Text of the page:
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14 July 2008

Ice escapades

Beginners' ice skating is not all graceful gliding and gravity-defying jumps. Keeping from falling and landing spread- eagled on the ice were Leandra Engelbrecht's important goals.

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Ice skating is popular for people of all ages. It has a wide range of physical and mental benefits:
  • An aerobic workout, less stressful on knees and joints
  • Helps facilitate weight loss
  • Builds endurance, tones and enhances muscle strength
  • Increases coordination and flexibility
  • Improves posture and balance
  • Builds self confidence and mental control

Gliding to fitness
I'm going to be honest: when our editor said we all had to try some form of exercise, I cringed. I've never been much of a fitness fanatic. When starting gym (eight months ago) I had to force myself in the beginning. But fitness is one of my resolutions for 2008, so I started looking for the easiest form of exercise.

The local ice rink offers beginners' classes and since I can skate relatively well in a recreational sense, this seemed like hitting the jackpot - how much easier could it get? My biggest concern was being in a class with tots. Boy, was I wrong. Three weeks of lessons have given me a profound respect for professional figure skaters.

Walk the line
With my skates securely on my feet I joined the adult beginners' group. Our first exercise was to familiarise ourselves with the ice by walking - so there we all were, walking like ducks in a row, followed by a bit of jumping.

Learning to stand up from a fall without getting your fingers chopped off was next on the agenda. Most of us grasped this after two attempts, but two of my class mates struggled with the exercise and we all had to do it until my jeans were wet and my hands were frozen.

Scully away
Our instructor then taught us to scully forward. It looked pretty easy when she did it, but my first attempt was shaky. The most important aspect is keeping your legs bent at all times and pushing yourself forward with your thighs - feet out and then feet together - making a figure eight. It was really very hard trying to balance and scully forward in a continuous motion without stopping. I started feeling it working my thighs after just ten minutes.

Backward scullying was even more difficult. To make it a bit easier we had to mimic the moves with our hands, we looked really funny as though we were swimming. The first couple of tries were very difficult as we kept bumping into each other, and no one could skate backward in a straight line. It was only after my third lesson that I felt confident doing it.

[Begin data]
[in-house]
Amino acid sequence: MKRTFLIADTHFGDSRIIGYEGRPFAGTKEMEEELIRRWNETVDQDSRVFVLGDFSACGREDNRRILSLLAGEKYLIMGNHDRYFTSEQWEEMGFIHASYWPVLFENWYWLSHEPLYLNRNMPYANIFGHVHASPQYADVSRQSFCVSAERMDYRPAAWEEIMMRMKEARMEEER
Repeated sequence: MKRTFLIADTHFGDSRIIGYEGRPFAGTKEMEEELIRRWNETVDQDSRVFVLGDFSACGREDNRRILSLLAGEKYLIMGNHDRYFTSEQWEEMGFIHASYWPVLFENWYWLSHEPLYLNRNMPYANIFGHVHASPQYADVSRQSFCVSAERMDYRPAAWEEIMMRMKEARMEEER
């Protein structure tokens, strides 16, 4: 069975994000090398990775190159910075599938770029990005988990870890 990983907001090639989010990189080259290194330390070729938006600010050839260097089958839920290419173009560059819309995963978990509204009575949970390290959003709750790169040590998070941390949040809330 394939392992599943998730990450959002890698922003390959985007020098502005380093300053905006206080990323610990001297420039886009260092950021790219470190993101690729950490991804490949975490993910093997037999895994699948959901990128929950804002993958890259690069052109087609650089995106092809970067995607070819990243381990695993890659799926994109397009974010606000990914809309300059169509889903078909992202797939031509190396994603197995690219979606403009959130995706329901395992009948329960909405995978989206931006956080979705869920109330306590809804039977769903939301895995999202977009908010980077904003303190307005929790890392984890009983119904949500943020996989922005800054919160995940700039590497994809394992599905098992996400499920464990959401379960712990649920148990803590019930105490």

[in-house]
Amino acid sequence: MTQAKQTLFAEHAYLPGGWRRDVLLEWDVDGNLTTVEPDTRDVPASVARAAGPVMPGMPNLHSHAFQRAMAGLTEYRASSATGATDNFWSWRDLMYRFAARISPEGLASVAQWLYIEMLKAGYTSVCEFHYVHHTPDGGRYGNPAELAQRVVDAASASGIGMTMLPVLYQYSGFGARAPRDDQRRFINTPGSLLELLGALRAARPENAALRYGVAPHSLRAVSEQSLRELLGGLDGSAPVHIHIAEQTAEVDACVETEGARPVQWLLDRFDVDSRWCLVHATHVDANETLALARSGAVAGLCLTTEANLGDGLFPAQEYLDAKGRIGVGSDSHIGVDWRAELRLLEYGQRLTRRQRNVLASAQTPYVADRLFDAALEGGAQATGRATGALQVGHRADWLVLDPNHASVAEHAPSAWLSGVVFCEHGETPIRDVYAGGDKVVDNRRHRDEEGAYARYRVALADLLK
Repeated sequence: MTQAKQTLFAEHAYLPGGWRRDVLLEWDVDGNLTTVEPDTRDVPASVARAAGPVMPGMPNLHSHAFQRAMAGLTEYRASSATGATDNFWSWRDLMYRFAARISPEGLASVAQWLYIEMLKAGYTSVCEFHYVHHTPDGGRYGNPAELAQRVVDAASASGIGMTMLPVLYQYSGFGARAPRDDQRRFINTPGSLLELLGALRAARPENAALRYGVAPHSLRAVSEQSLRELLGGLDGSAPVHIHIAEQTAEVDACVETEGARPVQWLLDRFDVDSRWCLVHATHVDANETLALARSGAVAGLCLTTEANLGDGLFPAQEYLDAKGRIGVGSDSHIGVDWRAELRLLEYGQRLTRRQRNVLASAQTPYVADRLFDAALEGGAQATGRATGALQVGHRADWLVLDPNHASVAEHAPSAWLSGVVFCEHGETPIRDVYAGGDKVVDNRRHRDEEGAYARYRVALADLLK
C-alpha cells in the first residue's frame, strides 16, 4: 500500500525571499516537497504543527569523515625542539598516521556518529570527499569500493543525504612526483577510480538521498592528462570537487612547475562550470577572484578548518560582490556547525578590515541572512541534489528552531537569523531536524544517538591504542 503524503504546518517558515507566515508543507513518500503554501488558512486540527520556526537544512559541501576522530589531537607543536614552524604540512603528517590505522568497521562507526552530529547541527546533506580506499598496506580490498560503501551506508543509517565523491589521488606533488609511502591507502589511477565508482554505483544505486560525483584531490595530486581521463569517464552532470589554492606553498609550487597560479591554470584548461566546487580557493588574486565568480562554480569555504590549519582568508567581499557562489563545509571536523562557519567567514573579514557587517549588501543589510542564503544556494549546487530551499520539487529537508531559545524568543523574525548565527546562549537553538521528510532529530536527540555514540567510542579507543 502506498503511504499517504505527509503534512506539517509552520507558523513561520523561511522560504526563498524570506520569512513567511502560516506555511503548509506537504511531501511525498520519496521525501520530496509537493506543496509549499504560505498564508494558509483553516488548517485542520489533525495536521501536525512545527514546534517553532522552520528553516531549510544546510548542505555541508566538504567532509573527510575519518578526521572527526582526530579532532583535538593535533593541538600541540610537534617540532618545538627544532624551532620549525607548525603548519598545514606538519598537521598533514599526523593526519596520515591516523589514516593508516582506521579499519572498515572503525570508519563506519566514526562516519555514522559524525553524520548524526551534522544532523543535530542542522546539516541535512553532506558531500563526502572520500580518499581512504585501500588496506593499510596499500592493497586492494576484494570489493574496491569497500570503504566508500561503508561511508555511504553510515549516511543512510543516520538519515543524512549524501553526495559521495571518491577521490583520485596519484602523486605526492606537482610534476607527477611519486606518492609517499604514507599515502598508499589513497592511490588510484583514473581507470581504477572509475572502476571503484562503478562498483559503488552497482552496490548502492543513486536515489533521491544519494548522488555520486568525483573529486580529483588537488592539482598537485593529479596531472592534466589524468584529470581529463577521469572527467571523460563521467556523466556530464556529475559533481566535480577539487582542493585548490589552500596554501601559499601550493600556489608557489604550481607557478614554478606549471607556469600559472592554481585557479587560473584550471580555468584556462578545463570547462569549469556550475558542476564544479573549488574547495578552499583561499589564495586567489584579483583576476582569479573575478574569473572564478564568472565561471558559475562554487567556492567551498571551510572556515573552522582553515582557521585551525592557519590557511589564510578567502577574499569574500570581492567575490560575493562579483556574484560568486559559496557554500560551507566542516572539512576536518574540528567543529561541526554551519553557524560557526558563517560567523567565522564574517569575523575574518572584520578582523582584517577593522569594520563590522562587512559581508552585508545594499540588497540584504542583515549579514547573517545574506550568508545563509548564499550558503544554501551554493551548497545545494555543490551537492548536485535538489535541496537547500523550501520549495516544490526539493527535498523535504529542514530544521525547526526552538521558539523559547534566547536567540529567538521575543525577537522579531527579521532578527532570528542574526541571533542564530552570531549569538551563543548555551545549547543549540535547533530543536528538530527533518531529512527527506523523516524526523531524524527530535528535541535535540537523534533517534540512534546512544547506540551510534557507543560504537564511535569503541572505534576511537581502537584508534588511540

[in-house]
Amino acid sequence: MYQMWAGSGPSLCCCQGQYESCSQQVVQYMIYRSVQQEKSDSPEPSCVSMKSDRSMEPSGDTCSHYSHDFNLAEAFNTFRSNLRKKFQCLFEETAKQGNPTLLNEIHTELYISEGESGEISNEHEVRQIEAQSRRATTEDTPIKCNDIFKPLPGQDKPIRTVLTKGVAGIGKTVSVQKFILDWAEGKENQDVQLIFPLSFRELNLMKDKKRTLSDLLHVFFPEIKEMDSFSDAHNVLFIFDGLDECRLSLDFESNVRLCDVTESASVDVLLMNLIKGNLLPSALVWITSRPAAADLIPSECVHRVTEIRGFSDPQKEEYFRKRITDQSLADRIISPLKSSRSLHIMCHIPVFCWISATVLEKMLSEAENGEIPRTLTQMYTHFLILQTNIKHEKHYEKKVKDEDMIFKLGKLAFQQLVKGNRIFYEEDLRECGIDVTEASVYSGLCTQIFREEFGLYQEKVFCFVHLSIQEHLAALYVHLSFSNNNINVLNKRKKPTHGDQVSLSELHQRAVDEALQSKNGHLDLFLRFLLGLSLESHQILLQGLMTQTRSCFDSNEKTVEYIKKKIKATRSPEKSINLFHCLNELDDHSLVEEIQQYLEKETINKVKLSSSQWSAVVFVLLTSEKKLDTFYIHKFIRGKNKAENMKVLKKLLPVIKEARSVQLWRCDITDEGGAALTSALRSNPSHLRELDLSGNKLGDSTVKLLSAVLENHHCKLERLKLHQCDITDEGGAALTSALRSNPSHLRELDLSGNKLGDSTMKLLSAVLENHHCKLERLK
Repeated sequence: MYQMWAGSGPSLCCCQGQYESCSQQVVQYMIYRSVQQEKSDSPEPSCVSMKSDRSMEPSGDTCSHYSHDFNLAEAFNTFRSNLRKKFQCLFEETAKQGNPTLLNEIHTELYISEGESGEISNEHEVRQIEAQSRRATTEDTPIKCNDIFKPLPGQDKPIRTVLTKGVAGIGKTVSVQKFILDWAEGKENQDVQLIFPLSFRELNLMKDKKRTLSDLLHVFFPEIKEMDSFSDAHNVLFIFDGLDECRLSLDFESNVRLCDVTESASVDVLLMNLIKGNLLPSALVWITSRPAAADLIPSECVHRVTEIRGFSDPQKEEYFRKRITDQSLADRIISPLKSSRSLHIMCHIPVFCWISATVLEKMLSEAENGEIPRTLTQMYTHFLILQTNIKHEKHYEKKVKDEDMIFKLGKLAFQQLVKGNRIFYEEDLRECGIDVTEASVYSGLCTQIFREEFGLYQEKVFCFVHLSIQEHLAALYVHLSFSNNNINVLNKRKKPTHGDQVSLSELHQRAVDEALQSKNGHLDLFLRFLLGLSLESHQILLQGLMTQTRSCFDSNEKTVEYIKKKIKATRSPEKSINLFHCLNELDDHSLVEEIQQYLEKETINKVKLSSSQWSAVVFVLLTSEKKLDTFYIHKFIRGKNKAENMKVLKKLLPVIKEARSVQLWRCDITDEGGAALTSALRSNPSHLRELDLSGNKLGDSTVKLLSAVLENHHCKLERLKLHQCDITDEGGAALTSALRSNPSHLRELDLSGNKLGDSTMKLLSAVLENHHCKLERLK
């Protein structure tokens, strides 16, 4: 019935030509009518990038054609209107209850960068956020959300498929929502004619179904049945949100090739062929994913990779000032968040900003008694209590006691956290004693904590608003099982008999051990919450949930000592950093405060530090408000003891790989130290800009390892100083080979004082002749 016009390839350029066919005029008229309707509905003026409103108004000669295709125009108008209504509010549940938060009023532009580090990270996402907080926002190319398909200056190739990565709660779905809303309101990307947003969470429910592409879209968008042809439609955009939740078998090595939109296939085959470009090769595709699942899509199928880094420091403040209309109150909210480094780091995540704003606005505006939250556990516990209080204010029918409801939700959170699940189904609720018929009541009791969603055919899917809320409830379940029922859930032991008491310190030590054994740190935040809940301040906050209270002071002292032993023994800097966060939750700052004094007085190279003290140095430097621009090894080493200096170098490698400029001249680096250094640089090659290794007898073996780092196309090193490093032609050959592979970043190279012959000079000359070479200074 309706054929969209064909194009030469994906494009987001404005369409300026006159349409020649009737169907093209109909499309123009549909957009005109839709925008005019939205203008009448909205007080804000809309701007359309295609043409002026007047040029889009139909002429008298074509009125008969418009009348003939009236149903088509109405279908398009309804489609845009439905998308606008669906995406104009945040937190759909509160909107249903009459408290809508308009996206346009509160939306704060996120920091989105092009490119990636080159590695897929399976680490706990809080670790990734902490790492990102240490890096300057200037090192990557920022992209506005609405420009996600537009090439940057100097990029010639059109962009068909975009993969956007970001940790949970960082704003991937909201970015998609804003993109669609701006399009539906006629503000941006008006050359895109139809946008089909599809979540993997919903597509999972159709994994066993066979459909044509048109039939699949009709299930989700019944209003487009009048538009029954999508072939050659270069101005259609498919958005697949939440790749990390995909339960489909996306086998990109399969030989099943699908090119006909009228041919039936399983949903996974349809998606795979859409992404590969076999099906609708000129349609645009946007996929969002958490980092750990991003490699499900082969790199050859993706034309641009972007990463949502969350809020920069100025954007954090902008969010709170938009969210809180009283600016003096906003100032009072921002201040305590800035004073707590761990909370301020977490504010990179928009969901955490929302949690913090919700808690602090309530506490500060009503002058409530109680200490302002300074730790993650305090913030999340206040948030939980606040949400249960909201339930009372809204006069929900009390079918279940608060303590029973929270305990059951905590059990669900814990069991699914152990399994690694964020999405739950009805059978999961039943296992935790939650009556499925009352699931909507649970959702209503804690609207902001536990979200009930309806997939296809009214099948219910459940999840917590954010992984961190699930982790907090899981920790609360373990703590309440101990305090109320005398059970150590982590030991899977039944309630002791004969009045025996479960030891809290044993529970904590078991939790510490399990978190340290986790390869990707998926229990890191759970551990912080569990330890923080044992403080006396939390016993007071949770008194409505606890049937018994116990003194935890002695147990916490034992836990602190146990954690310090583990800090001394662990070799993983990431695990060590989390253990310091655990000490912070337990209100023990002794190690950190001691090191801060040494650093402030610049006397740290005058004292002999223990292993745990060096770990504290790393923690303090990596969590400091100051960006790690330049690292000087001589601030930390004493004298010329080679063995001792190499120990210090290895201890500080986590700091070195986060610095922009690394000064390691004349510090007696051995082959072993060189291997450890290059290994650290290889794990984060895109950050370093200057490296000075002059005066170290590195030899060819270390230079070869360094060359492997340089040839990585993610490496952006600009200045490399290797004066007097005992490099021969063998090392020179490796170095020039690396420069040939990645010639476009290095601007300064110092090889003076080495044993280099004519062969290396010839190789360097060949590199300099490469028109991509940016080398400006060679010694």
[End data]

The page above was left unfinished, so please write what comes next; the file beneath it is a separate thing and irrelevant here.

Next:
Forward skating
Forward skating comprises of skating forward in the bent position, to the side - while your knee is bent you lift up the other leg, then repeat it to the other side and with the other leg. Keeping your knees bent increases your speed. To help keep your balance you have to keep your arms out to the side. You are practically balancing your weight on one knee, on a thin piece of steel on ice.

Not for the faint hearted
Three weeks down the line only three of the original group that began the class are left. We all agree that we never knew that it would be so hard. It takes concentration, perseverance and lots of practice. Try, try and try again.

Physically I can feel the difference: my thighs are getting much stronger, my posture and coordination are improving and even my abs feel tighter. My concentration has improved - I get distracted easily and this forces me to concentrate.

In two weeks time we have grading, and by then we should have perfected scullying and forward skating. Who knows, maybe soon I'll be doing half loop jumps.

To find out more about ice skating lessons in Cape Town visit www.icerink.co.za , in Johannesburg contact Northgate Ice Skating Arena (011) 794 8706.

(Leandra Engelbrecht, Health24, July 2008)

 
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